Frank Sinatra and The Pied Pipers with Axel Stordahl & his Orchestra rec. 1/2/46; from CBS’s Songs By Sinatra (Old Gold)

25.

You’ll Never Walk Alone (R. Rodgers-O. Hammerstein II) 3:24 (*) Frank Sinatra with the Ken Lane Singers and Robert Emmett Dolan & his Orchestra rec. 10/5/45; from Birds Eye Open House with Dinah Shore (Birds Eye)

26.

BONUS TRACK:

Frank Sinatra Previews The Voice of Frank Sinatra 6:54 (*)

ALL SELECTIONS ARE MONOPHONIC

PRODUCER’S NOTE: These rare broadcast recordings were made prior to the widespread use of magnetic tape and were preserved on 12-and16” lacquer discs. Some are from one-of-a kind rehearsal and air show discs, which have suffered from deterioration. In restoring and remastering this collection, we have reduced as many anomalies as possible without affecting the integrity of the musical performance. We hope that you appreciate and enjoy them for their rarity and importance, and overlook any minor deficiencies in fidelity. (*) Indicates PREVIOUSLY UNRELEASED broadcast performance (#) Indicates NEWLY EDITED broadcast performance (∆) Indicates song commercially UNRECORDED by Frank Sinatra (†) Indicates commercially UNRECORDED (alternate) arrangement

Medley:

Someone to Watch Over Me (G. Gershwin-I. Gershwin)/I Don’t Know Why (I Just Do) (F. Ahlert-R. Turk)/These Foolish Things (H. Marvell-J. Strachey-H. Link)/Why Shouldn’t I (C. Porter)/You Go to My Head (H. Gillespie-F. J. Coots)

Frank Sinatra with Axel Stordahl & his Orchestra rec. 5/1/46; from CBS’s Songs By Sinatra (Old Gold)

DEDICATION This collection is dedicated to the memory of Ken Barnes (1933 – 2015): a true Renaissance man who enriched the literature of popular music through his prolific work as a writer, producer, broadcaster, commentator, filmmaker and friend.

EXECUTIVE PRODUCERS Mark Bauman, Jimmy Edwards, Amanda Erlinger & Robert A. Finkelstein PRODUCED BY Charles Pignone & Charles L. Granata EDITING, MASTERING & SONIC RESTORATION Andreas Meyer & Charles L. Granata at Meyer Media Mastering, Queens, NY ARCHIVAL DISC & TAPE TRANSFERS Andreas Meyer (Meyer Media Mastering, Queens, NY); Matt Cavaluzzo (Battery Studios, NYC); Mark Wilder (Battery Studios, NYC); Doug Pomeroy (Pomeroy Audio, Brooklyn, NY); Daniel Hoal (Los Angeles); Ryan Chroninger (The Library of Congress) & Charles L. Granata ARCHIVAL DISC & TAPE RESEARCH Mark Bauman, Anthony Fountain, Marc Kirkeby, Martin M. Melucci, Mike Panico & Marlene Walker-Golden ART DIRECTION & PACKAGE DESIGN Federico Ruiz PROJECT A&R Henry Towns PRODUCT DIRECTION Gina Aciares PROJECT MANAGEMENT Tara Master PROJECT ASSISTANCE Joshua Bresnick, Martin M. Melucci & James Sullivan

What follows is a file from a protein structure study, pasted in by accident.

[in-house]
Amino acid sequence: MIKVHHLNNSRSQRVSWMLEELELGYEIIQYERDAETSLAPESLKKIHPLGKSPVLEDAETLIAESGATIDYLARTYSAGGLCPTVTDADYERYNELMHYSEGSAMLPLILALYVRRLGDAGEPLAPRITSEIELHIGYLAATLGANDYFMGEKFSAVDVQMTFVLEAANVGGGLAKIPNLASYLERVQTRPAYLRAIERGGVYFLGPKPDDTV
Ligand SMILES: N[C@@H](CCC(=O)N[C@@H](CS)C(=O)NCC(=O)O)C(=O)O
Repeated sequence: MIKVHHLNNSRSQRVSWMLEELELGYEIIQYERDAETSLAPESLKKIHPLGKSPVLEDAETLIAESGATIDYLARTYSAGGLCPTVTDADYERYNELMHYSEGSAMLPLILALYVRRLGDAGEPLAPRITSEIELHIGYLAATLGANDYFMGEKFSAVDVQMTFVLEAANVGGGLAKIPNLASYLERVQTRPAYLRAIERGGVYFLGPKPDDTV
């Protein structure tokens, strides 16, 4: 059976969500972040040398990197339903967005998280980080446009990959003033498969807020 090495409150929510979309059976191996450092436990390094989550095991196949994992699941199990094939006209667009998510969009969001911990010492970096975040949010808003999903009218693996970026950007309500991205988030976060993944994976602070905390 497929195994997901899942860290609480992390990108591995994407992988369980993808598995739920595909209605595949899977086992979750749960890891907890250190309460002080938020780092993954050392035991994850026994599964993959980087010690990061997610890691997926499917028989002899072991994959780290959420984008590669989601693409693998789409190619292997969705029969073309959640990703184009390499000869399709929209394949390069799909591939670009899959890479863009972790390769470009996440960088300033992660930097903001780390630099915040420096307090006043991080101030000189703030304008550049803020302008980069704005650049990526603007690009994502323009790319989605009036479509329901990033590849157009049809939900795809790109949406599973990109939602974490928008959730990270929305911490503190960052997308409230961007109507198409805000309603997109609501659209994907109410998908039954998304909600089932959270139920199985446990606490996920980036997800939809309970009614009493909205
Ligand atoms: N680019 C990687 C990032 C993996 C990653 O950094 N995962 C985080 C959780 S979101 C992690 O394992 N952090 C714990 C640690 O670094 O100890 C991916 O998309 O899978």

VERY SPECIAL THANKS

Gil Aronow, Adam Block, Gretchen Brennison, Ken Barnes, David Dintenfass (Full-Track Productions), Michael Erlinger, Gabby Gibb, Jennifer Goodman, John Gray, Jeremy Holiday, John Edward Hasse, Melinda Hudson, John Jackson, Stacey Kluck, Gene Korf, Scott Korf, A.J. Lambert, Howard Lau, Chris Liedel, Bill Moynihan, Maureen O’Connor, Bob O’Neill, Erik Paparozzi, Jeff Pollack, Michelle Sangenito, Bob Santelli, Matt Schreiber, Jeffrey Schulberg, Toby Silver, Nancy Sinatra, Frank Sinatra, Jr., Tina Sinatra, Timothy J. Smith, Kelly Spinks

THE PRODUCERS

Wish to express our thanks and gratitude to the archivists, researchers, scholars, friends and institutions who assisted with our research, and in procuring the elusive recordings, images and performance/broadcast data included in this collection: Jeffrey Abraham, Robert Bader, Jeanette Bernard, Michael Feinstein, Chris Lewis, Maria Pagano, Ron Simon, Dennis Spragg, Marlene Walker-Golden, the Smithsonian Institution, the Michael Feinstein American Songbook Initiative Archive (Carmel, Indiana), The Paley Center for Media (NYC), The Library of Congress (Washington, D.C., The Glenn Miller Archive at the University of Colorado, & The New York Public Library for the Performing Arts at Lincoln Center. We are particularly grateful for the participation and assistance of The Library of Congress (Washington, D.C.), and their associates, whose expertise and unwavering dedication to this project has been invaluable, and has added immeasurably to the final product.

This compilation P & C 2015 Sony Music Entertainment / Manufactured by Sony Music Entertainment / 550 Madison Avenue, New York, NY 10022-3211 / 88875147142


24.

Over the Rainbow

(H. Arlen-E. Y. Harburg) 4:05 (*)

Frank Sinatra and The Pied Pipers with Axel Stordahl & his Orchestra rec. 1/2/46; from CBS’s Songs By Sinatra (Old Gold)